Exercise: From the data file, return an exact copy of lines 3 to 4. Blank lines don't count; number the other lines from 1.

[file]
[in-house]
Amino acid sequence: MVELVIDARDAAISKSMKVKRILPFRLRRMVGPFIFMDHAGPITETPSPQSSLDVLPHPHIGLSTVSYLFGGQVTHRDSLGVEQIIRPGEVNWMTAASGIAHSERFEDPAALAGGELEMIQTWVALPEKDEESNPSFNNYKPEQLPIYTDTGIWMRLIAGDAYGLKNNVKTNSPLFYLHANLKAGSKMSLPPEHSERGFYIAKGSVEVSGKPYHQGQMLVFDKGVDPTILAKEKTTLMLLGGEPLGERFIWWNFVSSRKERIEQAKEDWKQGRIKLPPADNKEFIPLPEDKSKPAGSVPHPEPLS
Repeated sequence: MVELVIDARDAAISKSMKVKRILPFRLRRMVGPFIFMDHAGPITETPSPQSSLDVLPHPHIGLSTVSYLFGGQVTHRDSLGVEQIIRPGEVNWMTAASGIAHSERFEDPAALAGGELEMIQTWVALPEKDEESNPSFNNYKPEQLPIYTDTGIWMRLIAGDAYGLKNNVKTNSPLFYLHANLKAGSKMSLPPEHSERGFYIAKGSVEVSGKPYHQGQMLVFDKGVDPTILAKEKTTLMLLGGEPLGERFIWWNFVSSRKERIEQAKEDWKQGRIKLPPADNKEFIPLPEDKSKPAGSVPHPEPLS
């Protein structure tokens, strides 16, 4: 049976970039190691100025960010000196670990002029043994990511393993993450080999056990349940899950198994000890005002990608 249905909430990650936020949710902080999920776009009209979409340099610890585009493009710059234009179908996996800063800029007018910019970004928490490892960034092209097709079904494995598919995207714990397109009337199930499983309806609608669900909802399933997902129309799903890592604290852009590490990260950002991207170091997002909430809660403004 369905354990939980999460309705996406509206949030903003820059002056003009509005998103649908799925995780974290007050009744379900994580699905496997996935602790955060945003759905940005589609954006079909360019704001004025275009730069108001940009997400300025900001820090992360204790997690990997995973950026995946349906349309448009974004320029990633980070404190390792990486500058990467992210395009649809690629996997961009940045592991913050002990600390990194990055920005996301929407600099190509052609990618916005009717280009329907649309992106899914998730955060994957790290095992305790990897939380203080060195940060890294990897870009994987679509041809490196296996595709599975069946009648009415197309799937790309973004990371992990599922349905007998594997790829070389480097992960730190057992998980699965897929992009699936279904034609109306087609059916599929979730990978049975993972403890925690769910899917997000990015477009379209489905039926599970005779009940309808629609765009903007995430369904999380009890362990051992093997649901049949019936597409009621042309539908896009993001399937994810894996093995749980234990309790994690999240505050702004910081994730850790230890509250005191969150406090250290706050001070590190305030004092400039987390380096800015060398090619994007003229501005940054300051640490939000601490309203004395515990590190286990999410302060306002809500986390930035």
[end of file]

Repeated sequence: MVELVIDARDAAISKSMKVKRILPFRLRRMVGPFIFMDHAGPITETPSPQSSLDVLPHPHIGLSTVSYLFGGQVTHRDSLGVEQIIRPGEVNWMTAASGIAHSERFEDPAALAGGELEMIQTWVALPEKDEESNPSFNNYKPEQLPIYTDTGIWMRLIAGDAYGLKNNVKTNSPLFYLHANLKAGSKMSLPPEHSERGFYIAKGSVEVSGKPYHQGQMLVFDKGVDPTILAKEKTTLMLLGGEPLGERFIWWNFVSSRKERIEQAKEDWKQGRIKLPPADNKEFIPLPEDKSKPAGSVPHPEPLS
């Protein structure tokens, strides 16, 4: 049976970039190691100025960010000196670990002029043994990511393993993450080999056990349940899950198994000890005002990608 249905909430990650936020949710902080999920776009009209979409340099610890585009493009710059234009179908996996800063800029007018910019970004928490490892960034092209097709079904494995598919995207714990397109009337199930499983309806609608669900909802399933997902129309799903890592604290852009590490990260950002991207170091997002909430809660403004 369905354990939980999460309705996406509206949030903003820059002056003009509005998103649908799925995780974290007050009744379900994580699905496997996935602790955060945003759905940005589609954006079909360019704001004025275009730069108001940009997400300025900001820090992360204790997690990997995973950026995946349906349309448009974004320029990633980070404190390792990486500058990467992210395009649809690629996997961009940045592991913050002990600390990194990055920005996301929407600099190509052609990618916005009717280009329907649309992106899914998730955060994957790290095992305790990897939380203080060195940060890294990897870009994987679509041809490196296996595709599975069946009648009415197309799937790309973004990371992990599922349905007998594997790829070389480097992960730190057992998980699965897929992009699936279904034609109306087609059916599929979730990978049975993972403890925690769910899917997000990015477009379209489905039926599970005779009940309808629609765009903007995430369904999380009890362990051992093997649901049949019936597409009621042309539908896009993001399937994810894996093995749980234990309790994690999240505050702004910081994730850790230890509250005191969150406090250290706050001070590190305030004092400039987390380096800015060398090619994007003229501005940054300051640490939000601490309203004395515990590190286990999410302060306002809500986390930035």